A Petaluma high school teacher and two of her students are headed to Ecuador next spring after winning a competition focused on environmental sustainability.
Jessica Dennen, a science teacher at Sonoma Mountain and Carpe Diem alternative high schools, and her class were selected from among other schools across California for the PG&E Solar Suitcase honor.
The two-fold project is designed to get students thinking locally as well as globally. The competition provides materials to students to build portable solar power generators, which will be donated to people living in countries without electricity. Students also undertake an environmental project closer to home.
Dennen’s class was honored for their work planting trees and restoring the environment at Steamer Landing Park, in partnership with Friends of the Petaluma River.
“It was a student-driven project,” said Dennen, who has taught in Petaluma for 14 years. “I felt like we earned this honor. I’m so proud of my students for their hard work.”
Dennen held an essay contest to select two of her 50 science students to accompany her on the trip to Ecuador. Noah Pacheco, 16, a junior at Sonoma Mountain, and Lindsey Boyd, 16, a junior at Carpe Diem, will be traveling in March to Ecuador for 12 days. From the capital, they will venture into a remote jungle region to give local villagers the solar suitcases, which can light up a room and charge a cell phone for several hours each night.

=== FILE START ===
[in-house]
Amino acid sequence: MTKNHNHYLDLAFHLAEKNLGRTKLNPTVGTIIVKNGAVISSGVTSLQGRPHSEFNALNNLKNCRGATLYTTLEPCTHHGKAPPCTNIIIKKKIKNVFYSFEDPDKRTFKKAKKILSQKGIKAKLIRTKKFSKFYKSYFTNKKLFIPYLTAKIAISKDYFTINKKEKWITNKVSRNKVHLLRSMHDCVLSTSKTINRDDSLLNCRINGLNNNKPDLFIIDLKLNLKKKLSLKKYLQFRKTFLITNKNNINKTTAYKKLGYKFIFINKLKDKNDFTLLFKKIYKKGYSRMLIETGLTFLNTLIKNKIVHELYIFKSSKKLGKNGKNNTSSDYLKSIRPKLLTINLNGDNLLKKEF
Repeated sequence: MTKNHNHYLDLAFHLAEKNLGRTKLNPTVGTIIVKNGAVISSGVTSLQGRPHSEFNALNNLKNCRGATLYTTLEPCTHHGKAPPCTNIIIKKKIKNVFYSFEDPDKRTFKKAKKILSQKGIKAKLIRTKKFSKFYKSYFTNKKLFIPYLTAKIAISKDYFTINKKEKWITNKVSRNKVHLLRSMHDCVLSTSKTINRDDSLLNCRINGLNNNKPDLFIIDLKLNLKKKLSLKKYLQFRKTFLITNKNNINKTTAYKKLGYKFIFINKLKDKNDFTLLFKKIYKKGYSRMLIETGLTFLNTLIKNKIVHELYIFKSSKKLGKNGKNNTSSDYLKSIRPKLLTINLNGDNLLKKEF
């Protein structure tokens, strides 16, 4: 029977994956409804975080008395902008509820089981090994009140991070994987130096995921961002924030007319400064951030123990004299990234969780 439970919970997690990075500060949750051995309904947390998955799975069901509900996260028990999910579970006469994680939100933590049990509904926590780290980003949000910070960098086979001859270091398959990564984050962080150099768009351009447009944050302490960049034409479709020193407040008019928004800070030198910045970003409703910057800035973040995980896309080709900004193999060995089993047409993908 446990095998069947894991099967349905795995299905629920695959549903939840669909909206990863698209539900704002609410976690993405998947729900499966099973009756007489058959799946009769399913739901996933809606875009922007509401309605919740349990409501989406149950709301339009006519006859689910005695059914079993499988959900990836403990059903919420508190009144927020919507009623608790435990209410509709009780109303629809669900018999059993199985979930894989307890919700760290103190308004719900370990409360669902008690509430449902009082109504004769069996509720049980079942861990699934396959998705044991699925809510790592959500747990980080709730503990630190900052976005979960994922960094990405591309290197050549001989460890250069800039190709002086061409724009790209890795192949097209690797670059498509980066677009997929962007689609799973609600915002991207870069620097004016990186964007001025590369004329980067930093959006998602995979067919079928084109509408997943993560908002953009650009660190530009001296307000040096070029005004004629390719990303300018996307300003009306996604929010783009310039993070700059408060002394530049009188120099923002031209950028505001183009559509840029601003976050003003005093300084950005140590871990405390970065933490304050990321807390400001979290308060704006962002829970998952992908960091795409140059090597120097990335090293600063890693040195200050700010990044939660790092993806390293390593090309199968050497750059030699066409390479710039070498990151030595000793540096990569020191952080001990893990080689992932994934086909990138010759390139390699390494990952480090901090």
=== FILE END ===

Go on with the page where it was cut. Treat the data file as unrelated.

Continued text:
Both students said they were excited for the adventure.
“It’s going to be an amazing trip,” said Boyd, who has previously visited Europe. “I have always wanted to help people who don’t have access to the things we have. I feel like it will help me realize you can’t take things for granted. We have to be happy with what we have.”
For Pacheco, this will be his first time outside the United States.
“I’m hoping to learn how other people live,” he said. “When I come back I plan on presenting everything I’ve learned.”
Dennen said she had help in the project from co-teacher Shiloh Winders. Gregory Stevenson, principal, Sonoma Mountain and Carpe Diem high schools, said the trip will be a life changing experience for Dennen and her students.
“Ms. Dennen, along with the students of Sonoma Mountain and Carpe Diem High Schools, have done an amazing job embracing this service learning sustainability project that will benefit our local community for years to come,” he said. “They have put into practice what it means to be excellent stewards of our environment. In turn, they are connecting to our local community and making connections on a global level.”
We Care Solar, a Berkeley-based nonprofit, designed the solar suitcases, and PG&E has provided more than 200 kits to nearly 50 high schools and nonprofit organizations throughout Northern and Central California. It is part of the company’s $400,000 sponsorship to provide sustainable energy project opportunities for local youth.
“These students have proven that they are energy-smart environmental leaders and have earned a rare opportunity to apply their classroom education to solve real-world sustainability challenges,” said Travis Kiyota, PG&E vice president of California external affairs. “Although this trip might be a once-in-a-lifetime experience, the impact will be felt over the years as they return home.”